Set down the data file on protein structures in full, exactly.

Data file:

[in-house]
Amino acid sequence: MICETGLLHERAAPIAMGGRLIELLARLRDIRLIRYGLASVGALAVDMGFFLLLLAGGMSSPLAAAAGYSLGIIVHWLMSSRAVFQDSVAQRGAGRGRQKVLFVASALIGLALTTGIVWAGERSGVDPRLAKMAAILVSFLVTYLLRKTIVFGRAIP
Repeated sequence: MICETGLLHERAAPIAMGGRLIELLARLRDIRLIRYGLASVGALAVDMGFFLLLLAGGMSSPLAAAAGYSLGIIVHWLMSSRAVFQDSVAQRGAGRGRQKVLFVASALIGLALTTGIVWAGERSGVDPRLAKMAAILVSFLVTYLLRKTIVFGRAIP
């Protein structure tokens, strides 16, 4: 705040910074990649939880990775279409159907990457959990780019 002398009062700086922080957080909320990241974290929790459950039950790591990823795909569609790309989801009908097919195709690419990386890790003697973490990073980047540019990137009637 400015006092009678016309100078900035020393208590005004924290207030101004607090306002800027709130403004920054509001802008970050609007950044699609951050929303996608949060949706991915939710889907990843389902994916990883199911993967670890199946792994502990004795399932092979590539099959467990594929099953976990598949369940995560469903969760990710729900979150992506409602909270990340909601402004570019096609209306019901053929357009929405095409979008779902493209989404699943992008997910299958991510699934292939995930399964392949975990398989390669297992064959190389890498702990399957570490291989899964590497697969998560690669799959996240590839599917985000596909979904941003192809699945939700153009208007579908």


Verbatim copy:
[in-house]
Amino acid sequence: MICETGLLHERAAPIAMGGRLIELLARLRDIRLIRYGLASVGALAVDMGFFLLLLAGGMSSPLAAAAGYSLGIIVHWLMSSRAVFQDSVAQRGAGRGRQKVLFVASALIGLALTTGIVWAGERSGVDPRLAKMAAILVSFLVTYLLRKTIVFGRAIP
Repeated sequence: MICETGLLHERAAPIAMGGRLIELLARLRDIRLIRYGLASVGALAVDMGFFLLLLAGGMSSPLAAAAGYSLGIIVHWLMSSRAVFQDSVAQRGAGRGRQKVLFVASALIGLALTTGIVWAGERSGVDPRLAKMAAILVSFLVTYLLRKTIVFGRAIP
């Protein structure tokens, strides 16, 4: 705040910074990649939880990775279409159907990457959990780019 002398009062700086922080957080909320990241974290929790459950039950790591990823795909569609790309989801009908097919195709690419990386890790003697973490990073980047540019990137009637 400015006092009678016309100078900035020393208590005004924290207030101004607090306002800027709130403004920054509001802008970050609007950044699609951050929303996608949060949706991915939710889907990843389902994916990883199911993967670890199946792994502990004795399932092979590539099959467990594929099953976990598949369940995560469903969760990710729900979150992506409602909270990340909601402004570019096609209306019901053929357009929405095409979008779902493209989404699943992008997910299958991510699934292939995930399964392949975990398989390669297992064959190389890498702990399957570490291989899964590497697969998560690669799959996240590839599917985000596909979904941003192809699945939700153009208007579908």